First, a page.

Russians still stuck on sweet fizz24th May, 2013 by Lucy Shaw
Russian consumers have yet to embrace brut sparkling wine despite the efforts of one of the country’s top fizz producers to lure drinkers away from demi-doux.
Speaking at the London International Wine Fair at ExCel this week, Pavel Titov, director of historic Russian sparkling wine estate Abrau-Durso, explained:
“When I joined the company we had 34 different labels in our range. My first decision was to scale it right back and discontinue half of the wines.
“The aim was to get rid of all our demi-doux and demi-sec styles, as I believe brut is the way forward, but this didn’t make commercial sense as Russian consumers are still stuck on sweeter sparklers.
“I wanted to try and change the market trends, but the love of sweeter wines is so deeply ingrained in Russia that it’s hard to influence age-old drinking habits,” he said.
Titov did reveal however that mindsets were starting to change, and that sales of brut are currently the fastest growing within the company, while demi-doux (containing up to 45g of residual sugar) remains Abrau-Durso’s best seller.
“Half of our production is demi-doux at the moment in order to satisfy demand, while we make 35% brut and around 15% demi-sec – people tend to buy the extremes in Russia, either really dry or really sweet,” Titov told db.
He also revealed that a Soviet mentality among many consumers means that sparkling wine has yet to break out of the confines of being an occasional drink.
“Sparkling wine is still very much something people save for special occasions like Christmas and New Year in Russia. We’ve yet to convince people that it can be an everyday drink,” said Titov.
“There’s no reasonable explanation as to why Russian’s aren’t consuming more home-grown sparkling wine throughout the year.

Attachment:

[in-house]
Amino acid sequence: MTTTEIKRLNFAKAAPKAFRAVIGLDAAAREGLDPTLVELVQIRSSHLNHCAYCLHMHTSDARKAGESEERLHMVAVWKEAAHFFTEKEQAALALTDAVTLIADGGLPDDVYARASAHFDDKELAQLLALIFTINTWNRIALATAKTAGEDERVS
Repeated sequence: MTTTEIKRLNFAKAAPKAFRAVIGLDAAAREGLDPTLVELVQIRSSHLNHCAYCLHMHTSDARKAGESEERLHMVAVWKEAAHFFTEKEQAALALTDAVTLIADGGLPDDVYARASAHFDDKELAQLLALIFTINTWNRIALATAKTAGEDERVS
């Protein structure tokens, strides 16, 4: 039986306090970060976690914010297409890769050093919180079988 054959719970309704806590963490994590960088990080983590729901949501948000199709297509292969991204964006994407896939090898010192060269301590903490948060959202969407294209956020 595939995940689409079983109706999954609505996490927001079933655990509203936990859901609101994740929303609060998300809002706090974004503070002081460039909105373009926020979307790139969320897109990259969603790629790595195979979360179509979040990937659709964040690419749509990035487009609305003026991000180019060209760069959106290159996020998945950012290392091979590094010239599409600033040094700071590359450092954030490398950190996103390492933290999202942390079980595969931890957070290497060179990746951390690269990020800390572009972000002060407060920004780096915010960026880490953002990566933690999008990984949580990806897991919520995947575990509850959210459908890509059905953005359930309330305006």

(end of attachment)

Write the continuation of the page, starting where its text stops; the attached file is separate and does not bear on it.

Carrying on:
“As a result, 60% of our sales come in the fourth quarter of the year, as people stock up in time for the Christmas break. We’re trying to change this of course,” he added.
While the company exports its sparklers to the UK (through Beckmann Wine Cellars), Singapore, Israel and Scandinavia, the majority of sales come from Russia.
Despite being the most expensive sparkling wine in Russia. Titov believes Prosecco and cava pose a greater threat to Abrau-Durso sales than Champagne.
“The press paints a picture of oligarchs popping bottles of Cristal and Dom Pérignon in nightclubs, but Champagne consumption in Russia is actually relatively low,” Titov stressed.
In addition to Abrau-Durso, Titov’s father, petrochemicals trader Boris Titov, owns Château d’Avise in Marne and makes organic Champagne from two hectares of grand cru vineyards along with bought in grapes.
Titov senior bought the Champagne house, which was formerly owned by LVHM, in 2010 for an undisclosed sum.
Founded in 1870, Abrau-Durso, which once supplied the Russian Imperial Court and the Kremlin, is based in Krasnodar in the south of Russia, northeast of the Black Sea.
Its range is made from Pinot Noir, Chardonnay, Riesling, Pinot Blanc and Aligote grown across 500 hectares.